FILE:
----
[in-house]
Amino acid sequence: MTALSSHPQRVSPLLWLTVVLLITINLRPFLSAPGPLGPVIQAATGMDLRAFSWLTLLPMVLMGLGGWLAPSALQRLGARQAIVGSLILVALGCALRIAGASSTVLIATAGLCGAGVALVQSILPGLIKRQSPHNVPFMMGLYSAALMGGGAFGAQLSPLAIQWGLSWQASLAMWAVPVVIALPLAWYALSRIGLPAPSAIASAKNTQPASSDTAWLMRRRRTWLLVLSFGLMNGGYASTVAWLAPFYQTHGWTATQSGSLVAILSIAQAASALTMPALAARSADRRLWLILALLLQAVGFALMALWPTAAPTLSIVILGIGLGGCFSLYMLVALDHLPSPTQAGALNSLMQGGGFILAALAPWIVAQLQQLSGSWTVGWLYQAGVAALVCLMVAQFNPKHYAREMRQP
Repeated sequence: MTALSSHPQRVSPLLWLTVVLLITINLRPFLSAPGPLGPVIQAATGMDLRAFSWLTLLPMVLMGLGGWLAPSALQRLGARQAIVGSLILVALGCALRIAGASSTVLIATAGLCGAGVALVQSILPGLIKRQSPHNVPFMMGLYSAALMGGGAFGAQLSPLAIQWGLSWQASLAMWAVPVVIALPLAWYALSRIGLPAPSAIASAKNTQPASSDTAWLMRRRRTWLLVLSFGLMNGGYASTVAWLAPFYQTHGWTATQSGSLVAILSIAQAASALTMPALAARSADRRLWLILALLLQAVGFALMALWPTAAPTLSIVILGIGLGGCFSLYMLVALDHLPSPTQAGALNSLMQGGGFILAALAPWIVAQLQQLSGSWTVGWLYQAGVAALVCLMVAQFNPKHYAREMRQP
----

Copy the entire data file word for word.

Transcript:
[in-house]
Amino acid sequence: MTALSSHPQRVSPLLWLTVVLLITINLRPFLSAPGPLGPVIQAATGMDLRAFSWLTLLPMVLMGLGGWLAPSALQRLGARQAIVGSLILVALGCALRIAGASSTVLIATAGLCGAGVALVQSILPGLIKRQSPHNVPFMMGLYSAALMGGGAFGAQLSPLAIQWGLSWQASLAMWAVPVVIALPLAWYALSRIGLPAPSAIASAKNTQPASSDTAWLMRRRRTWLLVLSFGLMNGGYASTVAWLAPFYQTHGWTATQSGSLVAILSIAQAASALTMPALAARSADRRLWLILALLLQAVGFALMALWPTAAPTLSIVILGIGLGGCFSLYMLVALDHLPSPTQAGALNSLMQGGGFILAALAPWIVAQLQQLSGSWTVGWLYQAGVAALVCLMVAQFNPKHYAREMRQP
Repeated sequence: MTALSSHPQRVSPLLWLTVVLLITINLRPFLSAPGPLGPVIQAATGMDLRAFSWLTLLPMVLMGLGGWLAPSALQRLGARQAIVGSLILVALGCALRIAGASSTVLIATAGLCGAGVALVQSILPGLIKRQSPHNVPFMMGLYSAALMGGGAFGAQLSPLAIQWGLSWQASLAMWAVPVVIALPLAWYALSRIGLPAPSAIASAKNTQPASSDTAWLMRRRRTWLLVLSFGLMNGGYASTVAWLAPFYQTHGWTATQSGSLVAILSIAQAASALTMPALAARSADRRLWLILALLLQAVGFALMALWPTAAPTLSIVILGIGLGGCFSLYMLVALDHLPSPTQAGALNSLMQGGGFILAALAPWIVAQLQQLSGSWTVGWLYQAGVAALVCLMVAQFNPKHYAREMRQP